How would you describe your style?

I would call it semi-realist: a mixture of realism and humour. My style is based on the deformation of characters’ features, not in an abstract or minimalist way, but staying grounded in realism. That’s why I include a lot of humour, which in my mind is the common link between my caricatures and my comics.

Do you use any techniques in particular?

My favourite technique is ‘direct colour’, that is, applying colour directly onto the page. I do the sketches and the inking, then immediately add the colour. I prefer using liquid inks, which are like Indian inks, but runnier, more pigmented, and which give a bit of a different texture. I dilute them to get a watercolour effect. I stick to direct colour, even if it’s a bit riskier. Sometimes other artists are surprised by my technique, and they try to warn me against it, saying that I could mess up the colour and end up losing my whole drawing. I must admit, sometimes I play it safe and photocopy the original art and then add the colour to the photocopy. But in general, I like taking the risk with direct colour. Colour is really important for me; it changes the tone of the art and has an important narrative function. For example, the story of my comic, Kisi le Collier, takes place entirely in a hairdresser’s, a really feminine space. I wanted it to be really brightly coloured, warm and sparkling. It’s very important for me that my use of colour has a function in my stories.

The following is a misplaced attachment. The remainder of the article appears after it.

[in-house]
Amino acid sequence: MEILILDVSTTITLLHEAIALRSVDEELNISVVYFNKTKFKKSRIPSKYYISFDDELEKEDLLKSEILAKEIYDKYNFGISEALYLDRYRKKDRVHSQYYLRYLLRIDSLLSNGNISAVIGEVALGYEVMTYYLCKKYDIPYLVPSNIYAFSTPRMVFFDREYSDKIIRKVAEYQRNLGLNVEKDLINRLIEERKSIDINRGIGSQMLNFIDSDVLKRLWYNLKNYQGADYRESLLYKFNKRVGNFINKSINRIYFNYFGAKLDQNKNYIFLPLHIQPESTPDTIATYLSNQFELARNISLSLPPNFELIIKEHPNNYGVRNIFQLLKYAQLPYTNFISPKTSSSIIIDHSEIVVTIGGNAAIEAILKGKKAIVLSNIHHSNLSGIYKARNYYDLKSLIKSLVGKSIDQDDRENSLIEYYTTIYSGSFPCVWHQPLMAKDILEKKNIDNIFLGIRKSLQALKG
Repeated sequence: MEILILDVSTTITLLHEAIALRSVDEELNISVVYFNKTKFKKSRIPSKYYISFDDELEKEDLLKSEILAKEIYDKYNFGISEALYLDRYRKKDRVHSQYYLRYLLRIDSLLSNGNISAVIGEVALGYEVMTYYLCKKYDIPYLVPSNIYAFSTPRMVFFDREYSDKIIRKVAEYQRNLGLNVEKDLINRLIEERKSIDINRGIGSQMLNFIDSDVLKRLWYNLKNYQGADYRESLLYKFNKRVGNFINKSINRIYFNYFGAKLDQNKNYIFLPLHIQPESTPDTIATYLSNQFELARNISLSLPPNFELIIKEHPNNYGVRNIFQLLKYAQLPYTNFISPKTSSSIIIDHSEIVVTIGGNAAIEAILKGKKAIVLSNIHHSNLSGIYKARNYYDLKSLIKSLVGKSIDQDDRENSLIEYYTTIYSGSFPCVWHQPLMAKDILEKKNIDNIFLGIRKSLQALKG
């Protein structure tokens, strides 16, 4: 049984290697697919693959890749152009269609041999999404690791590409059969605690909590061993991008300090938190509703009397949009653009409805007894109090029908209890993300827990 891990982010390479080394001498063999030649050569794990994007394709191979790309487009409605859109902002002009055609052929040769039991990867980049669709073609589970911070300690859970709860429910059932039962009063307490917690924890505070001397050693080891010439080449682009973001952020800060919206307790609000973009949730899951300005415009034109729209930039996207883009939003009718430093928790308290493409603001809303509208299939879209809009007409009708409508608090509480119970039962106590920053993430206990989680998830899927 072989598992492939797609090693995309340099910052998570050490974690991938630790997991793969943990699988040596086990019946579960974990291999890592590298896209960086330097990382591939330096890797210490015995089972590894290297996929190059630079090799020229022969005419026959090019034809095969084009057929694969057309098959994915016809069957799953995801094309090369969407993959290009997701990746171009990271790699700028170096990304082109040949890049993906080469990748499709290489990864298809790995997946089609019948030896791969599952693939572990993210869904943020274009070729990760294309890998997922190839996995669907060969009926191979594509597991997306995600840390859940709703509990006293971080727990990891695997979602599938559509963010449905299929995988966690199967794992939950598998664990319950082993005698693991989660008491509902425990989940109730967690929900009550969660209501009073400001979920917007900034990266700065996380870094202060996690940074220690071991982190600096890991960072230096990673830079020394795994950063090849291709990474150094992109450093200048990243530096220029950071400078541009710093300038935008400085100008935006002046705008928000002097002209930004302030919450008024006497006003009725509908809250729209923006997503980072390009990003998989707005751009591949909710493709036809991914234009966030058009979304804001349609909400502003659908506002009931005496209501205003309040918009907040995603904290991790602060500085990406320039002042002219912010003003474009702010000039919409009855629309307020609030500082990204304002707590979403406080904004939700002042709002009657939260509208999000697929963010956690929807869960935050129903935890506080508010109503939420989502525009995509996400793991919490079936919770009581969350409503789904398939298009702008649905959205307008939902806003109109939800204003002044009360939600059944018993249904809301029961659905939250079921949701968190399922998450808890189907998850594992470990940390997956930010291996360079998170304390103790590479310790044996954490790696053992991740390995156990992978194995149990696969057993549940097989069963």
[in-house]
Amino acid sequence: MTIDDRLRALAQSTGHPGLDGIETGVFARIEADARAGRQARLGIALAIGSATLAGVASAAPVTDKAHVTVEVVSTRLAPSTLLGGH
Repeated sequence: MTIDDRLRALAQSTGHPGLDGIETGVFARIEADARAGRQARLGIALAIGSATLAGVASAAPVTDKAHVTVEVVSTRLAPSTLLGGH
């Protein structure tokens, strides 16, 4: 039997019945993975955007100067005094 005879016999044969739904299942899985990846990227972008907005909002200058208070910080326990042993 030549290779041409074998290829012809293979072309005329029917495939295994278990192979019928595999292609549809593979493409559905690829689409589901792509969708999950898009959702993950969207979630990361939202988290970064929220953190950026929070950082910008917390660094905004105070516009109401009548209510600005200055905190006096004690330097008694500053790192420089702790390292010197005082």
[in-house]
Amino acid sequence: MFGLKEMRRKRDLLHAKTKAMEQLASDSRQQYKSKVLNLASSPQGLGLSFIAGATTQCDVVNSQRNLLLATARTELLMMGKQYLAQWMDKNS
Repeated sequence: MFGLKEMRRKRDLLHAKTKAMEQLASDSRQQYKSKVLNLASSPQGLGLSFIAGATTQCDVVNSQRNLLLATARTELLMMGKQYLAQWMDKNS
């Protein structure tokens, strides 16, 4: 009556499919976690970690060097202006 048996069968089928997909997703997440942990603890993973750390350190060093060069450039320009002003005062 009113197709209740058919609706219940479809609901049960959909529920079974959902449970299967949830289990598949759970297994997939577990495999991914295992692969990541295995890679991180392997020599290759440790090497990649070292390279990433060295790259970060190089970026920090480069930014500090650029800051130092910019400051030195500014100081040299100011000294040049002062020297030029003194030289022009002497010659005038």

What kind of stories do you want to tell?

I take inspiration from the things I see around me. Often my friends and acquaintances will tell me about things they’ve been through, and even suggest that I make a comic out of their experiences. I’m happy that they’re able to express themselves through my art. I don’t want to tell the same old stories, things that other artists have already done before me. I want to avoid clichés and truisms, especially when it comes to Africa. People often present one, repetitive version of Africa: little exotic villages, poor children… I want to show Africa’s other reality, the same reality that exists right here in Europe, the one I see every day. For example, in Kisi le Collier I talk about how some African immigrants in Europe are still very superstitious, and how that affects life in central Brussels.

Does this desire to tell untold stories come from your own experience? You were forced to leave your home country because of your caricatures, you’ve been directly affected by censorship and its consequences…